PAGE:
I have friends all over planet now that I didn’t have 8 years ago, bonded by shared experience on site and in the evenings and days off, tales of finds, pub quiz’s lost, beer consumed and aches proudly announced. We share the trenches and the diggers tea shed with its rich tea biscuits and sometimes home made cakes from Normans wife. We plan trips together and study the newly cleaned pottery drying after the post excavation team have cleaned away dust and dirt.

The Vindolanda excavation team are now completing its “frontiers in transition” project looking at the people who lived along the wall. Visitors to the site ask me what’s my best find as a volunteer, tough question? The incredible preservation at Vindolanda has produced some jaw dropping finds over the years and I’ve been lucky to have been on site to see just a small fraction lifted from the trenches, last year I excavated a writing stylus tablet which once would have been filled with wax to write in, the ipad of its day. This year I witnessed the uncovering of roman shoes to add to the over 6000 uncovered so far now in the Vindolanda trusts collection. My favourite find was a section of crowbar buried in the timber it  last gave its attention to, why did it end up there? For me it was a personal connection with one individual some 1900 years ago who lost it, We’ll never know I guess, its frustrating not to be able to tell him I’ve found it! My finders reward is more than money ever could be, it will live in my memory for a long time.

On a sunny day the walk back up the Stanegate past its roman Milestone is a good way to talk over the day and unknot tired muscles, on the grey days there’s never a lack of offers of lifts which are gratefully accepted.

Vindolanda opened new doors for me, gave me a new sense of worth, brought me friends and lifts the spirits as the new excavation season approaches and also I’m more wary of leaving my tools lying around as they may not be found for 2000 years!

further reading :


All aboard the 555

img_4961The main route through the Lake district is the A591 which runs from Kendal in the south to a small village in the north called Bothel where it ages and becomes the A595, as a red blooded British Male I pride myself on this knowledge of the A road system but I hide a secret shame of not being as well aquatinted with the B road pantheon.

But I digress, if the A591 is the main artery through the rocky body of the lake District then the 555 bus is the red blood cell delivering the life giving tourist oxygen to the vital organs along route, Pubs, Cafes, Outdoor Walking  shops and places that sell vast quantiles of  Beatrix Potter merchandise and do a side trade in painted wooden distressed signs saying witty or poignant phrases  “Love conquers all” “white wine is bad for you so I only drink red” etc etc .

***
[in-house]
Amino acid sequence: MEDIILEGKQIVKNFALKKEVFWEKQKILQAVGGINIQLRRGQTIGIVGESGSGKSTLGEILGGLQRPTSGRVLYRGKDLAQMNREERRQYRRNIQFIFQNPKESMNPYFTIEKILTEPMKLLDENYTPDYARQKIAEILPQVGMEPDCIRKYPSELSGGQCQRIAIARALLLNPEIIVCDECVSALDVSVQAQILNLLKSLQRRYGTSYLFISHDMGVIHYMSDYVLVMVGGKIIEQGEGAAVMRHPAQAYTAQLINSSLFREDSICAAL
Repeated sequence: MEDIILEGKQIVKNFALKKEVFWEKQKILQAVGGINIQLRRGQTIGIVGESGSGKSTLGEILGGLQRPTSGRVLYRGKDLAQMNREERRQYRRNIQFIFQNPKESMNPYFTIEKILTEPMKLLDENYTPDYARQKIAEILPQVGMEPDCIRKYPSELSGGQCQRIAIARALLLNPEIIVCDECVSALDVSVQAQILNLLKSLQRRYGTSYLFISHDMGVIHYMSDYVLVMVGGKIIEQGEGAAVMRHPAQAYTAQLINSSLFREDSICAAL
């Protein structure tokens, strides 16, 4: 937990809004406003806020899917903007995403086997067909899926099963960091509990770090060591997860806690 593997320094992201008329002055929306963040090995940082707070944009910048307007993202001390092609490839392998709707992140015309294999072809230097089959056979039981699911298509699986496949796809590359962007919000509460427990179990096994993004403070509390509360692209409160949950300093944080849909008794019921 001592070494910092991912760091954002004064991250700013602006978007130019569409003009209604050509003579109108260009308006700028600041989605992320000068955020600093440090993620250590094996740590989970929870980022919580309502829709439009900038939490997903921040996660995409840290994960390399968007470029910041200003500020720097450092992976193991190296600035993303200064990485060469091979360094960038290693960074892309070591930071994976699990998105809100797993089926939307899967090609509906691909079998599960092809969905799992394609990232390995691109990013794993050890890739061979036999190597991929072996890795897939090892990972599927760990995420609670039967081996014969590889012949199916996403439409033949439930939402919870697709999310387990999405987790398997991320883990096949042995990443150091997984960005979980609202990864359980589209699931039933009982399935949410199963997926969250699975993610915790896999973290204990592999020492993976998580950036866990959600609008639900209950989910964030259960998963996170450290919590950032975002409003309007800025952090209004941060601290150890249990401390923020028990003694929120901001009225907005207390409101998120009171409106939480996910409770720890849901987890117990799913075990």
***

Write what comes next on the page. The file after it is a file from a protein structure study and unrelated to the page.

The 555 is almost always a double decker bus (excluding low bridge incidents) allowing for raised viewing as it bounces along the route taking it the Lakeland classics Windermere, Ambleside ,Grasmere and Keswick from the top deck. I have a mental check list for each journey I take, perhaps I should create my own I spy guide book? There is a point system accompanying the list so see how you get on next time you ride the great divide or Dunmail Raise as its normally known.
:The retired couple with a packed lunch on the top deck front seats = 3 points
:Sullen hotel staff sitting at the back with a Tesco bag = 2 points
:The girl talking loudly on the phone to her mate forgetting she has an audience who are getting a real insight into the parole system through the unfolding conversation = 6 points (8 points if you get the offense)
:A couple blissfully unaware they are heading south away from their intended destination =4 points (5 if you catch the “who’s to blame” argument)
I took the bus last weekend and as it was a wet day the windows had steamed up, some had wiped the wet film off the window glass with their sleeves to see out but the Japanese girls in front didn’t bother but carried on photographing through the misted window with their Phones! Did they have special app for shooting through steam? Perhaps they were capturing shots for Steamedupbus.com or maybe they just didn’t care?